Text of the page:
Comparing working conditions in Europe over a 5-year period
Role: researcher ｜Client: State Secretariat for Economic Affairs
Project context: Every five years since 1990, the Eurofound has conducted a survey in Europe and EFTA states that provides an overview of working conditions in Europe (EWCS), with the aim to contribute to European policy development in particular on quality of work and employment issues.
Subjects that were covered in the survey include employment status, working time duration and organisation, work organisation, learning and training, health and safety, work and health, physical and psychosocial risk factors, life-domain balance, worker participation, as well as earnings and financial security.
In each 5-year wave, a random sample of workers (employees and self-employed) has been interviewed.
Team: I was part in this Europe-wide, longitudinal research project commissioned by the Swiss State Secretariat of Economic Affairs about working conditions in Europe. I was responsible for all the data preparation/”cleanup” and much of the data analysis, comparing data over a 5-year period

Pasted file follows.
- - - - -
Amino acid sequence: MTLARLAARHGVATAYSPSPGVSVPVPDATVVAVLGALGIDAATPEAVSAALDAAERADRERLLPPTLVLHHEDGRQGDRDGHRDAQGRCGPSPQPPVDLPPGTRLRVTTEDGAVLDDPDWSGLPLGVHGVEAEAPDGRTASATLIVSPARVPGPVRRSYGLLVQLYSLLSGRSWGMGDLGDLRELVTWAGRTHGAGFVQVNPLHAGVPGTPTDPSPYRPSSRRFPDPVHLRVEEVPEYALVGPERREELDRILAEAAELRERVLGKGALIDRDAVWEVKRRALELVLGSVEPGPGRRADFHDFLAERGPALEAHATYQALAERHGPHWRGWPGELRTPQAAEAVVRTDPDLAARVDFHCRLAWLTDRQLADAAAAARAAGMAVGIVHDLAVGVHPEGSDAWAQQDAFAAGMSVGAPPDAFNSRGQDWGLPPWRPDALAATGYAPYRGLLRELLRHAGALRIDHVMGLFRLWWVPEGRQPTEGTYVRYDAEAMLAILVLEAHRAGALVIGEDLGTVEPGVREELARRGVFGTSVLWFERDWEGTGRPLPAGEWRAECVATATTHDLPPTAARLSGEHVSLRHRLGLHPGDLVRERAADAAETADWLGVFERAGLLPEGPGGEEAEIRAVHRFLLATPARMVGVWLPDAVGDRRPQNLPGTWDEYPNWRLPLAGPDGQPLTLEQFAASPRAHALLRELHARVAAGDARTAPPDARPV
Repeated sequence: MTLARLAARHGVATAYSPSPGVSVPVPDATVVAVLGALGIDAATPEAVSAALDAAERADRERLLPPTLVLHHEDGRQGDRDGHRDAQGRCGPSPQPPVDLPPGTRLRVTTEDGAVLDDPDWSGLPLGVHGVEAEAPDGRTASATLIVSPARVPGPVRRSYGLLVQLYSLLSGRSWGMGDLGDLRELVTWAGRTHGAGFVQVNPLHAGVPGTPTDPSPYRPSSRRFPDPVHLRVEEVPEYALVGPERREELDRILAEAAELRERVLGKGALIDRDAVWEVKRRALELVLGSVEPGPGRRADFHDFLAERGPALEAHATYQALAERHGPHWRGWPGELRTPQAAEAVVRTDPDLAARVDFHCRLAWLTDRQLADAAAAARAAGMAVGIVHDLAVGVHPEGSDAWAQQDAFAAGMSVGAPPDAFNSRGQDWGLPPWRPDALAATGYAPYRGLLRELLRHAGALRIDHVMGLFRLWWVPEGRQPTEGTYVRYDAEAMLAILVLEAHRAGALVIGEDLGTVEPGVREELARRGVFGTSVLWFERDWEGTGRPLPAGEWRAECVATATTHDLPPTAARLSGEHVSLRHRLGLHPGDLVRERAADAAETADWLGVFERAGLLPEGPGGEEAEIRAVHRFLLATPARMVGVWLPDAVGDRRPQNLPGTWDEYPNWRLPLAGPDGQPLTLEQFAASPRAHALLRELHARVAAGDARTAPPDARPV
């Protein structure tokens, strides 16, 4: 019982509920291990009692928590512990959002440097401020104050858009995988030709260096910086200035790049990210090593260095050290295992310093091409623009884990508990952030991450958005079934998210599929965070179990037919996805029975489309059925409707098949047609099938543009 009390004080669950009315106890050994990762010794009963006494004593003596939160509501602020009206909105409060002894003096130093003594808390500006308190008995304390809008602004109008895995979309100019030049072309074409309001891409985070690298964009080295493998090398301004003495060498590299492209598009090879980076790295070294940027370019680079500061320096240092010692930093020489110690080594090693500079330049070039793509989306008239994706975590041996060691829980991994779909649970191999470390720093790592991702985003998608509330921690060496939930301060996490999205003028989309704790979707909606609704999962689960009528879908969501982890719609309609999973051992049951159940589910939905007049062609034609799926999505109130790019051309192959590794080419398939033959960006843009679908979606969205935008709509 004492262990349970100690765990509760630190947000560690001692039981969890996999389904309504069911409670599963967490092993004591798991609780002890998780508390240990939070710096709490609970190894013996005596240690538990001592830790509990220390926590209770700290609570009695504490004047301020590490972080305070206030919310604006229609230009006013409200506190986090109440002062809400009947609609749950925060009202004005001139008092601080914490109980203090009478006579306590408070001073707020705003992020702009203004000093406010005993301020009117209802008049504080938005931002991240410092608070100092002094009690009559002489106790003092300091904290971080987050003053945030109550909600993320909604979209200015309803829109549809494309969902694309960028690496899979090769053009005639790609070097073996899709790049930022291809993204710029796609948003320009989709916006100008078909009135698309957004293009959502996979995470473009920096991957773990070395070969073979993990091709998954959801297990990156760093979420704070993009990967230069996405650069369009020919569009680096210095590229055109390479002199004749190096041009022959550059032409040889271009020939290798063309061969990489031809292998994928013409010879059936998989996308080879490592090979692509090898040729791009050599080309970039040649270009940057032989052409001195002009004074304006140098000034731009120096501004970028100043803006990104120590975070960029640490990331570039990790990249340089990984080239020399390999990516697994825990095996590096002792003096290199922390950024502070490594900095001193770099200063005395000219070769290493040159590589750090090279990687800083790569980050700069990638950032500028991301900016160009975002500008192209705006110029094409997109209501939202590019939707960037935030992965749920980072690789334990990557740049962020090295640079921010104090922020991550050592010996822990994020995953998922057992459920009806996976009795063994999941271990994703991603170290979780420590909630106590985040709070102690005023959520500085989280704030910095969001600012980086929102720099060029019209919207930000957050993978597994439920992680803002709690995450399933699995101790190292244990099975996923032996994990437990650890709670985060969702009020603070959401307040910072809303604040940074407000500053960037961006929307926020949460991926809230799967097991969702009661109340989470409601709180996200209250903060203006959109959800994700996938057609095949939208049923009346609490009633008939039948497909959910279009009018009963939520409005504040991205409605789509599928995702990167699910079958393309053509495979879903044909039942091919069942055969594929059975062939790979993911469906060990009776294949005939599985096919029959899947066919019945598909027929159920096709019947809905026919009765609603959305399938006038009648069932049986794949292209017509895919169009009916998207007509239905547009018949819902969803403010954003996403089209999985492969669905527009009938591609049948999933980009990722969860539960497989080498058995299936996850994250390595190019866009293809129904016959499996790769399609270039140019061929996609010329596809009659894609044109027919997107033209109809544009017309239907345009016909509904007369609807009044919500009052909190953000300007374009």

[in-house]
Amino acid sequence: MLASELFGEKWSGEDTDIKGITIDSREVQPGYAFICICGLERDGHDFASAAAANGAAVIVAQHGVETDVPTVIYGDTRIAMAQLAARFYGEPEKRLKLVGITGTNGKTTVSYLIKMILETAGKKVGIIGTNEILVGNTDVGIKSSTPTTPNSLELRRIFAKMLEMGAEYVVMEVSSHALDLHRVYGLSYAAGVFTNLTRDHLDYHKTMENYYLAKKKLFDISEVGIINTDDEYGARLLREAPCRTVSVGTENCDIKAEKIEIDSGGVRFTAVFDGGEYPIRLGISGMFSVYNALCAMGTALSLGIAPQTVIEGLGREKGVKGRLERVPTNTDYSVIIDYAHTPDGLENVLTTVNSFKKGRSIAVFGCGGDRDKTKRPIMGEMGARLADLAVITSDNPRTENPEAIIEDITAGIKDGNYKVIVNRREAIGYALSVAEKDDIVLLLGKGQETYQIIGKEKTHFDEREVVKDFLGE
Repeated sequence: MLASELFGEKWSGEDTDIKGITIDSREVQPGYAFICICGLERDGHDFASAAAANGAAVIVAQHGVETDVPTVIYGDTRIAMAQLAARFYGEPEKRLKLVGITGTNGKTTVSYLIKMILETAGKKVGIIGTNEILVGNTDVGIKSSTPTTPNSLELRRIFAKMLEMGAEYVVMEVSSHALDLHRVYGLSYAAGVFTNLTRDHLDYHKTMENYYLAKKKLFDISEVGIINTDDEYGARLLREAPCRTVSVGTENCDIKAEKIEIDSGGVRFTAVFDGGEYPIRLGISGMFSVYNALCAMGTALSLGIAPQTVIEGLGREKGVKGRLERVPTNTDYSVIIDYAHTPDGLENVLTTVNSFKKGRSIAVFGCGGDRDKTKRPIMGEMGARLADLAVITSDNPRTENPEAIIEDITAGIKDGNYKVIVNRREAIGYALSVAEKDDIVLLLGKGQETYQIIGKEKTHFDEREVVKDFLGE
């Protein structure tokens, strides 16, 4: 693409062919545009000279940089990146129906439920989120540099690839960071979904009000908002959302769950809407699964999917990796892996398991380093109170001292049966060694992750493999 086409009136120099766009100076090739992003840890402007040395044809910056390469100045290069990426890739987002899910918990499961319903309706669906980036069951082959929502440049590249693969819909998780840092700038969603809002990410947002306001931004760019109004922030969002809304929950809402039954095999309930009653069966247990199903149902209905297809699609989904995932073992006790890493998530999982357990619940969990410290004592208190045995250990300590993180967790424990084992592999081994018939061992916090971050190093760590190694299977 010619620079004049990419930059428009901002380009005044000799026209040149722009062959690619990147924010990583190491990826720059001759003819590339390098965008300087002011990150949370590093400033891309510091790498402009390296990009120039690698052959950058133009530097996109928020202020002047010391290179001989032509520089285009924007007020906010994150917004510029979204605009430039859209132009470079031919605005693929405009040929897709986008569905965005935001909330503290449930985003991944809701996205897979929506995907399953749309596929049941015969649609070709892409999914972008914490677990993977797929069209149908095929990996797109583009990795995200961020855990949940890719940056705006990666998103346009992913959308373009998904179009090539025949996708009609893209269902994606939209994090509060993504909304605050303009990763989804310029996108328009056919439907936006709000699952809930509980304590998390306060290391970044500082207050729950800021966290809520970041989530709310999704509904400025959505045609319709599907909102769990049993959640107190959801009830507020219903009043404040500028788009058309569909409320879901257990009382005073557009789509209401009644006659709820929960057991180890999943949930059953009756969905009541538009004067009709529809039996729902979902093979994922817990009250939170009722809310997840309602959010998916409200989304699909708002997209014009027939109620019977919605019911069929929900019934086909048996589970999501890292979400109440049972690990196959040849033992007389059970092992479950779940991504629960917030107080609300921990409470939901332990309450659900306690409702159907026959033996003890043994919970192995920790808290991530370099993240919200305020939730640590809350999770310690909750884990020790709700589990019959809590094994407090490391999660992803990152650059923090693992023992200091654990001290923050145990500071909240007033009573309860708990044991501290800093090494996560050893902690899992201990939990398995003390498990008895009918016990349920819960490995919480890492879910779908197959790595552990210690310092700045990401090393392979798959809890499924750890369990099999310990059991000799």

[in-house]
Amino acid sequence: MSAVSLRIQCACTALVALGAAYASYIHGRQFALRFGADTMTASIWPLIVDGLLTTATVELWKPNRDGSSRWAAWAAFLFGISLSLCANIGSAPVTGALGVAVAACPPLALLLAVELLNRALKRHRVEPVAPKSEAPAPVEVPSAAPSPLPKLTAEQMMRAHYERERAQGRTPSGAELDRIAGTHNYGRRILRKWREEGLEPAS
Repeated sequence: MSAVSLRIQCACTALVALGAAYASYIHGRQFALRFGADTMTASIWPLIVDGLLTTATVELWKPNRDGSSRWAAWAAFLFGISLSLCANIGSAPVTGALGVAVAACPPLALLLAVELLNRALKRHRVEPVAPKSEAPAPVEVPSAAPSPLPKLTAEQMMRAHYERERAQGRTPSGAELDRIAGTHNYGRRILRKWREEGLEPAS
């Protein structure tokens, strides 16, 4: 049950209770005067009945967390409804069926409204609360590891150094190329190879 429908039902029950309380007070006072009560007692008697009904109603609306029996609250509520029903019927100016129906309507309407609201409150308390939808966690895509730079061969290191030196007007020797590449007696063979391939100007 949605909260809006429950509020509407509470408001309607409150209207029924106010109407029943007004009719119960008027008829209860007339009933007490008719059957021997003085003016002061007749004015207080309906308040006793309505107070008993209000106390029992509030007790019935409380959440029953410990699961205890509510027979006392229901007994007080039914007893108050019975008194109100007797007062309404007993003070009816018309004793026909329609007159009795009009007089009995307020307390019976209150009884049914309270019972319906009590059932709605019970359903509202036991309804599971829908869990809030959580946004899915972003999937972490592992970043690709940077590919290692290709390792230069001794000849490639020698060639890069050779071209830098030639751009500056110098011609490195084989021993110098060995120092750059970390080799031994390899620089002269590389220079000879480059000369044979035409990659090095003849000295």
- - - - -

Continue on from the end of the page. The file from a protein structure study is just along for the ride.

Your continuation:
I co-authored two reports and one book chapter.
We organized a conference for researchers, politicians, and leaders of labor unions where we presented the findings incl. a panel discussion with experts.
The findings were used as a basis to assess and update legislation in Switzerland on (flexible) working time regulations.
Co-authored 3 articles and 1 book chapter that gave an overview on working conditions in Switzerland and Europe and included various recommendations for organizational design and management systems.
Data analysis with SPSS (primary tool) and Excel
Selection of Insights from one of the reports
The research was conducted in German—the graphics from the report are therefore also in German.
We analyzed data spanning all European countries, compared countries with one another, and did in-depth analyses for Switzerland. The in-depth analyses looked at psychological and physical strains and stressors based on age group, industry, education level, working situation, and more.
The report was a 147 page document, with summaries after each chapter for better readability. Only a selection of analyses were integrated into the report. All analyses made up 47 pages and were added to the appendix for reference.
Here is a (small) selection.
More coming soon